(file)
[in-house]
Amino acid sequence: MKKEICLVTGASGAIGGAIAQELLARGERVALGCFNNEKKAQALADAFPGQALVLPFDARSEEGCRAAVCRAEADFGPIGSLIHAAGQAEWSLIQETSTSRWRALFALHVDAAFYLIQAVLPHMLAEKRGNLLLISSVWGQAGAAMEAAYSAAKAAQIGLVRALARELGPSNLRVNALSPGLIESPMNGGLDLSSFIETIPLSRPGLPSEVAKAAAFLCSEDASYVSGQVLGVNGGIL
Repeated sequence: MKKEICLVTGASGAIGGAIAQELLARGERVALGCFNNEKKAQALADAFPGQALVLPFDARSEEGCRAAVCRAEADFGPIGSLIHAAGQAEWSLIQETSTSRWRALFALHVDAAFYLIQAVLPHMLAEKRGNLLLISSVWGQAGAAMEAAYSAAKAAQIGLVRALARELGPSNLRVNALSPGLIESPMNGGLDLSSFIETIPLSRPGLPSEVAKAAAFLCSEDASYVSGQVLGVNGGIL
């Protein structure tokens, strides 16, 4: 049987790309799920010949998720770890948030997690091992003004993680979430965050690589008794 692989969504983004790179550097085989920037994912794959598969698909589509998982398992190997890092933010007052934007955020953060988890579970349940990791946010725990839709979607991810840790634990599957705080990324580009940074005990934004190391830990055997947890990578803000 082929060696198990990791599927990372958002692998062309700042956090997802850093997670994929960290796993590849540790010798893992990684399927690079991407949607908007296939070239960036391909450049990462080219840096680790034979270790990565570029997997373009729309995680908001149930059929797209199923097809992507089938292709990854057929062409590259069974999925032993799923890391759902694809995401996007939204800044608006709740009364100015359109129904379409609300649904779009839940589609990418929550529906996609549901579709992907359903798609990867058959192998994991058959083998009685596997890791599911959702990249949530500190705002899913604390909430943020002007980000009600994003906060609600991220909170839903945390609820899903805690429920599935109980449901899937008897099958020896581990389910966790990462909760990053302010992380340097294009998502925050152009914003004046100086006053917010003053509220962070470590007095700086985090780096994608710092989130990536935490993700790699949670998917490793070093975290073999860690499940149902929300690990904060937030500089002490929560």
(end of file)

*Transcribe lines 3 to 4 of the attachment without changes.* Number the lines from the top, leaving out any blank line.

Repeated sequence: MKKEICLVTGASGAIGGAIAQELLARGERVALGCFNNEKKAQALADAFPGQALVLPFDARSEEGCRAAVCRAEADFGPIGSLIHAAGQAEWSLIQETSTSRWRALFALHVDAAFYLIQAVLPHMLAEKRGNLLLISSVWGQAGAAMEAAYSAAKAAQIGLVRALARELGPSNLRVNALSPGLIESPMNGGLDLSSFIETIPLSRPGLPSEVAKAAAFLCSEDASYVSGQVLGVNGGIL
């Protein structure tokens, strides 16, 4: 049987790309799920010949998720770890948030997690091992003004993680979430965050690589008794 692989969504983004790179550097085989920037994912794959598969698909589509998982398992190997890092933010007052934007955020953060988890579970349940990791946010725990839709979607991810840790634990599957705080990324580009940074005990934004190391830990055997947890990578803000 082929060696198990990791599927990372958002692998062309700042956090997802850093997670994929960290796993590849540790010798893992990684399927690079991407949607908007296939070239960036391909450049990462080219840096680790034979270790990565570029997997373009729309995680908001149930059929797209199923097809992507089938292709990854057929062409590259069974999925032993799923890391759902694809995401996007939204800044608006709740009364100015359109129904379409609300649904779009839940589609990418929550529906996609549901579709992907359903798609990867058959192998994991058959083998009685596997890791599911959702990249949530500190705002899913604390909430943020002007980000009600994003906060609600991220909170839903945390609820899903805690429920599935109980449901899937008897099958020896581990389910966790990462909760990053302010992380340097294009998502925050152009914003004046100086006053917010003053509220962070470590007095700086985090780096994608710092989130990536935490993700790699949670998917490793070093975290073999860690499940149902929300690990904060937030500089002490929560």